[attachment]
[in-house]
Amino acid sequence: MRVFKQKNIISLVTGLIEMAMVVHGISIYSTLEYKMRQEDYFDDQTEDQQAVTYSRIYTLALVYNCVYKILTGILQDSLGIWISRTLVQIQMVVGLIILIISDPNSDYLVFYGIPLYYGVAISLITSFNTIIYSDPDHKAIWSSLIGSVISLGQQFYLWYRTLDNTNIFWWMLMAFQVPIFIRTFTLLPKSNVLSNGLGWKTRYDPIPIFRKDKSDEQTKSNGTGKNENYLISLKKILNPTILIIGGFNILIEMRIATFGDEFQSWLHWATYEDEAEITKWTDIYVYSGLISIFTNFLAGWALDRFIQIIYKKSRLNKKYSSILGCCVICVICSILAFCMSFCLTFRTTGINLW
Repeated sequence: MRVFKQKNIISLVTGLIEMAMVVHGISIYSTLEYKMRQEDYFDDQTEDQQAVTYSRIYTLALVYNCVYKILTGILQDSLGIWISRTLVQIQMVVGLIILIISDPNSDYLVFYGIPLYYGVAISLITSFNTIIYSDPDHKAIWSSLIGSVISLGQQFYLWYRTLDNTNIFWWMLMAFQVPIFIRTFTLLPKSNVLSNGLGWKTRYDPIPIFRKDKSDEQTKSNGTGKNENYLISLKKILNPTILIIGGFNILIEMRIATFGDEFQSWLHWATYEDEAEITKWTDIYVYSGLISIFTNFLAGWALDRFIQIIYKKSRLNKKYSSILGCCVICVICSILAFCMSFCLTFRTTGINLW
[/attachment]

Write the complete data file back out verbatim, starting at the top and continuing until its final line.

[in-house]
Amino acid sequence: MRVFKQKNIISLVTGLIEMAMVVHGISIYSTLEYKMRQEDYFDDQTEDQQAVTYSRIYTLALVYNCVYKILTGILQDSLGIWISRTLVQIQMVVGLIILIISDPNSDYLVFYGIPLYYGVAISLITSFNTIIYSDPDHKAIWSSLIGSVISLGQQFYLWYRTLDNTNIFWWMLMAFQVPIFIRTFTLLPKSNVLSNGLGWKTRYDPIPIFRKDKSDEQTKSNGTGKNENYLISLKKILNPTILIIGGFNILIEMRIATFGDEFQSWLHWATYEDEAEITKWTDIYVYSGLISIFTNFLAGWALDRFIQIIYKKSRLNKKYSSILGCCVICVICSILAFCMSFCLTFRTTGINLW
Repeated sequence: MRVFKQKNIISLVTGLIEMAMVVHGISIYSTLEYKMRQEDYFDDQTEDQQAVTYSRIYTLALVYNCVYKILTGILQDSLGIWISRTLVQIQMVVGLIILIISDPNSDYLVFYGIPLYYGVAISLITSFNTIIYSDPDHKAIWSSLIGSVISLGQQFYLWYRTLDNTNIFWWMLMAFQVPIFIRTFTLLPKSNVLSNGLGWKTRYDPIPIFRKDKSDEQTKSNGTGKNENYLISLKKILNPTILIIGGFNILIEMRIATFGDEFQSWLHWATYEDEAEITKWTDIYVYSGLISIFTNFLAGWALDRFIQIIYKKSRLNKKYSSILGCCVICVICSILAFCMSFCLTFRTTGINLW